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Annus imperfectus

  • nhubi
  • 07/03/2015 08:50 AM
One More Year tells the story of Sol, an average 14 year old petulant layabout, content to sit around the house doing next to nothing unless threatened with unspecified punishments by his mother, living at least a part of his life in his richly imagined daydream world but in reality happy to play video games when he isn't at school and let the outside world pass him by.

Could you be a little more specific? Gameboy, X-box, PSP, PC?

That is until his 15th birthday when a group of his friends decides that he's basically a waste of space and if he is ever going to make anything of himself they are going to have to push him into doing it. Peer group pressure being what it is Sol soon caves to his rival Sesy's suggestion and decides to venture into the conveniently located spooky mansion that is just down the street from where he lives. I mean he's making a change in his life but there is no need to go overboard. Trekking across some uncharted wildness to a scary abandoned mansion would be a step too far, walking down the block on the other hand is just about right.

So with his trusty companions in tow Sol sets out to fight ennui by breaking into his neighbour's house and rummaging through his stuff. Of such things are heroes made. Of course before that he does have to scope out the neighbourhood for any hidden loot and a run in with the scary maintenance worker and his fascination with mutant hummingbirds. Because don't we all live in fear of the inevitable mutant hummingbird uprising?

Back away from the jack hammer.

Before you can get into the mansion you have to go up against one of Sesy's other friends who decides to give you an education by way of fighting you. Hey teenagers, who knows? This brings us to the battle screen. Battles are your classic turn based, but the developer has included a couple of little tricks to the arsenal, one aesthetic and the other mechanical. The mechanical is the application of AP points in order to access burst capabilities. Unlike other TP type gains, you simply gain 1 AP per round, not dependant on taking or inflicting damage on the enemy. You have a maximum of 5 AP so you need to decide whether to spend it on low level AP attacks or run the risk that you will survive for the five rounds it takes to earn enough for the higher level AP abilities that deliver a devastating blow to the enemy.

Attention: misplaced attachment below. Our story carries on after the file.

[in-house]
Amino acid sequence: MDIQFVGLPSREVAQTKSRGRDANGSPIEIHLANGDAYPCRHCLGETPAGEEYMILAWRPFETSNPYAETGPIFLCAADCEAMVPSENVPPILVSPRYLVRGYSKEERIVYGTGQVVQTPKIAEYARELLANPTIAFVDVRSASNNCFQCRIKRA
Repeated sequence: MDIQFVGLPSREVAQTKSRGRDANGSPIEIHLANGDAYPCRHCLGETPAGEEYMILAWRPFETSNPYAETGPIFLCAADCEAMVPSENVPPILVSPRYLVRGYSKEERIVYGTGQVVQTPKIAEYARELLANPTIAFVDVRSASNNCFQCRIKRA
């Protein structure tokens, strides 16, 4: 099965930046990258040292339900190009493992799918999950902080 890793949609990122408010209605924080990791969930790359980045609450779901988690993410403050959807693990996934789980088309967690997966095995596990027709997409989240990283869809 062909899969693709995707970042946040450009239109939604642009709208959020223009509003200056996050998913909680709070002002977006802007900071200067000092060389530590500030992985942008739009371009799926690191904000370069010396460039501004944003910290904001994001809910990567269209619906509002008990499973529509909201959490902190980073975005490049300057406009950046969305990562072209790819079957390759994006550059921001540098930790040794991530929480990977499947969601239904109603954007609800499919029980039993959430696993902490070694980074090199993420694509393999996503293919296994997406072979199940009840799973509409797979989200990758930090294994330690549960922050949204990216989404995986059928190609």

The aesthetic one is fairly cute, as each one of your combatants are given their orders their faces drop down behind the menu and you move on to the next, then when they are in their action phase they pop back up to complete their action before dropping down again to allow the next to take the spotlight.

Kill it Quinn, kill it with fire!

The battles do have an odd downside though, they award both experience and gold as expected, but since there is nowhere in the game to spend the money it seems a bit of a waste to include it, given the currently available game it would have been more helpful to simply drop more monster loot rather than money. Though if the developer ever does return to finish the game I'm sure that oversight will be corrected and there will be opportunities to spend your hard fought for rewards.

The trip through the mansion is a mostly guided one since almost all doors except the ones you are meant to enter are locked and you have a handy spectre giving you visual clues whenever you step off the beaten track. You don't get much more than a glimpse of the possible storyline due to the brevity of the game as it stands, and given the fact the developer hasn't made an update or comment post in the better part of a year I don't know if there will ever be a chance of getting any more than that. You can't tell from the little you get how the story was going to play out, but the seeds were definitely planted for something interesting, it's just a shame the developer never stayed around long enough to let them grow.

If you feel like spending 15 minutes or so wandering around an old school modern tile set and watching the beginnings of a coming of age story, then take the time to download and play. But really there is very little to see here and you don't finish the game with any feeling of accomplishment, or much of a desire to roust the developer from his den to find out what happens next.


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Could you be a little more specific? Gameboy, X-box, PSP, PC?

Yes, because if there's one thing mothers are known for, it's taking the utmost of care to specify the exact type of game console their kid uses.
Pages: 1